Georgia’s Surf Reds

Fall on the Georgia coast is the prime time for bull redfish

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The marshes of coastal Georgia create prime surf habitat for bull redfishChris Woodward
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The reds school along the shorelines in September and OctoberChris Woodward
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Shifting sandbars create rips where baitfish travel.Chris Woodward
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Reds, sharks and other fishes follow.Chris Woodward
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Anglers set up to fish the rips by anchoring their boats in the swells and casting baits back to the waves.Chris Woodward
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Fairly stout tackle ensures the spawning size fish are brought quickly boat-side.Capt. Spud Woodward
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Pelicans feed in the whitewash where baits and redfish gather. Boaters must be careful in the surf and study how the waves break before anchoring.Capt. Spud Woodward
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Georgia's director of the Coastal Resources Division, Spud Woodward, prepares to lift a bull red into the boat to tag, photograph and release.Chris Woodward
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Always support large fish horizontally to avoid damaging their internal organs.Chris Woodward
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Some days, anglers boat to sandbars, and then get out and fish from the beach.Capt. Spud Woodward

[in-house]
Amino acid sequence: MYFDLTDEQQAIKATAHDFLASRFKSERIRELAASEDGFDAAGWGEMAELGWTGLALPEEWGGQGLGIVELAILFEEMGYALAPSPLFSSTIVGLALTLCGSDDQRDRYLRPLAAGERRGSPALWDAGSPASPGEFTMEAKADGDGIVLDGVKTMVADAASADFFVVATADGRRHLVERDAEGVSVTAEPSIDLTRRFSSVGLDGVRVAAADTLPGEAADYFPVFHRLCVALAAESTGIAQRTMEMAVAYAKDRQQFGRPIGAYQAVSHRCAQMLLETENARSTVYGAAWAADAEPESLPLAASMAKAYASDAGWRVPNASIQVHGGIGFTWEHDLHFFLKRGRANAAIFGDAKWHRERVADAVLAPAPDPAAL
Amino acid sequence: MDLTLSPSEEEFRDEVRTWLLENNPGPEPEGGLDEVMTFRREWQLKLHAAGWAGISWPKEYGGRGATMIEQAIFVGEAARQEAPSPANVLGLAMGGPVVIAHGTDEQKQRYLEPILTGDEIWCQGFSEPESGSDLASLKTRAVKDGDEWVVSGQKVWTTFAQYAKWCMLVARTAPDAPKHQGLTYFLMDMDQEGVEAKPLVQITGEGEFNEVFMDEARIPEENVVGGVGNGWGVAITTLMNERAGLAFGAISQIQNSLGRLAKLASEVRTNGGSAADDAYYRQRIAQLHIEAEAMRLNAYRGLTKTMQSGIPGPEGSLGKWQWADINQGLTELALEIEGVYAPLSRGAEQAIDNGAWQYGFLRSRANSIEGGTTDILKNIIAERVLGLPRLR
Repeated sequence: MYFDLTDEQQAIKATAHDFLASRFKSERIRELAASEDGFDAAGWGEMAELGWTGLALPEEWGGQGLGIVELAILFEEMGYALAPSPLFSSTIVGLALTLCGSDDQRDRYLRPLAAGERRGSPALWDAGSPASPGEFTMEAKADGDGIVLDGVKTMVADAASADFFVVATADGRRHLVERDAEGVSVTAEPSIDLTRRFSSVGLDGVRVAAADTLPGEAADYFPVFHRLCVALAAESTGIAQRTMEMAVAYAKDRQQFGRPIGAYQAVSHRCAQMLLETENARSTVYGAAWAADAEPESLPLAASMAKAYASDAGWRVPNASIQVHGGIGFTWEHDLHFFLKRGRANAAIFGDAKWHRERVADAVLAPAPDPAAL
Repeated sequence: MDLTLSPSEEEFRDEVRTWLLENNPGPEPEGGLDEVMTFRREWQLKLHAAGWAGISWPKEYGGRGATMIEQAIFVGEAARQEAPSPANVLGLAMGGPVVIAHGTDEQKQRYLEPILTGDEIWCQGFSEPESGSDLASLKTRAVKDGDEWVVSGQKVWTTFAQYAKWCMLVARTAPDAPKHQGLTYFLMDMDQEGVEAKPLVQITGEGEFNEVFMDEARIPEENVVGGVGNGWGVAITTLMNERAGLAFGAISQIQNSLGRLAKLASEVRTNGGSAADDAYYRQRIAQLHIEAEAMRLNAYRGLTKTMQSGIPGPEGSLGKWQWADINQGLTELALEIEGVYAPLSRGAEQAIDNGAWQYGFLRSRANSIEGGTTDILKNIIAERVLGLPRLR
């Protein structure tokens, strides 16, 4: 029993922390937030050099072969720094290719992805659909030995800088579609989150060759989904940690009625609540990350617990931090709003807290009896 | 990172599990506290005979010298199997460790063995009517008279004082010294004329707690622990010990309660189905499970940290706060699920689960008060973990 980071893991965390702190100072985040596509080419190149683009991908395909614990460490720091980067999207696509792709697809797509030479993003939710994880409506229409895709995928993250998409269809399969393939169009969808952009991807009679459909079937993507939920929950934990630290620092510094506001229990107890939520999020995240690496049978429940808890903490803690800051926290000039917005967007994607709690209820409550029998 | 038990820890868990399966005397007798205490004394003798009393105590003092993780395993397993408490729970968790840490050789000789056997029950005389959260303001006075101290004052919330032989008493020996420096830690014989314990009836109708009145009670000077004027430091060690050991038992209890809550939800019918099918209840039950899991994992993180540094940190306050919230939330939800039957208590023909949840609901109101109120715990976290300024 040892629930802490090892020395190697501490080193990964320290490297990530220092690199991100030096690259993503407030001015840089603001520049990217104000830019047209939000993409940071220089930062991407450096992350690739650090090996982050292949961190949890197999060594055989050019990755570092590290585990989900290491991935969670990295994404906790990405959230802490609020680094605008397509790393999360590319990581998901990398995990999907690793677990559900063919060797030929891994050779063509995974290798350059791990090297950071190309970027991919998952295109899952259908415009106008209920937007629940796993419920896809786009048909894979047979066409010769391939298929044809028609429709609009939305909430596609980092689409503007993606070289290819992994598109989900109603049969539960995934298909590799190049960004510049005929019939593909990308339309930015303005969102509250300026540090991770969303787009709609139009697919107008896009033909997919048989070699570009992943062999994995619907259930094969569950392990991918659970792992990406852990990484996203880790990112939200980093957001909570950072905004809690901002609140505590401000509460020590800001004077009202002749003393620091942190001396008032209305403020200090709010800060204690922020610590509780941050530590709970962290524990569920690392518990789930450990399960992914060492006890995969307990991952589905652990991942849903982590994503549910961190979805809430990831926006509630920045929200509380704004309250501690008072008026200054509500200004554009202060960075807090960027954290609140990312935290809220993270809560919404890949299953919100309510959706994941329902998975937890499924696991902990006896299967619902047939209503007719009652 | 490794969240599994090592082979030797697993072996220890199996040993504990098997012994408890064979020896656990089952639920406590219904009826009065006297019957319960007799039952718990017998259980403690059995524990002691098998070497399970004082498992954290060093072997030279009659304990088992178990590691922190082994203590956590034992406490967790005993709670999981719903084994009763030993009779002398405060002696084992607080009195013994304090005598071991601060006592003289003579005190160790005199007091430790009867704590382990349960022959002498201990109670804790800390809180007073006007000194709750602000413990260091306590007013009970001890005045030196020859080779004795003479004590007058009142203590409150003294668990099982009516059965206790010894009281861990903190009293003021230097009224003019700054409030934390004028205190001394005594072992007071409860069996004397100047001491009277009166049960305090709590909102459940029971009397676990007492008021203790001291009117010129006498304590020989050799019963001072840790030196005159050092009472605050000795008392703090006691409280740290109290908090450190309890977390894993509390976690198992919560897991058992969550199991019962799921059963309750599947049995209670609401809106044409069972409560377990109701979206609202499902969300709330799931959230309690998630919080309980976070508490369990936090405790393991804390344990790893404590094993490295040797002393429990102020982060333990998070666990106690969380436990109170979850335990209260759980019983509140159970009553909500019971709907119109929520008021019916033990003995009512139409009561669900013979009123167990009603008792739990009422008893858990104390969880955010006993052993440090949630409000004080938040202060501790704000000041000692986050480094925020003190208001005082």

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Anglers of all ages love to reel in big bull reds.Chris Woodward
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Live finger mullet and dead chunks of mullet make the best baits.Chris Woodward
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Sand spikes hold multiple rods until a fish hits. The nearest angler picks up the rod - always terminated with a circle hook - to fight the fish.Capt. Spud Woodward
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Happiness is a cold redfish?Capt. Spud Woodward
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An angler approaches a hooked red to capture it for tag and release.Capt. Spud Woodward
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Once played into the shallow water, the bull reds usually remain docile.Capt. Spud Woodward
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The redfish's low-slung mouth makes it easier for the species to feed from above its prey. A redfish trying to take a top-water bait can be comical.Capt. Spud Woodward
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Large circle hooks even take smaller, legal-size reds.Capt. Spud Woodward
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Fall's surf reds aren't always bulls; some measure within Georgia's 14- to 23-inch slot.Capt. Spud Woodward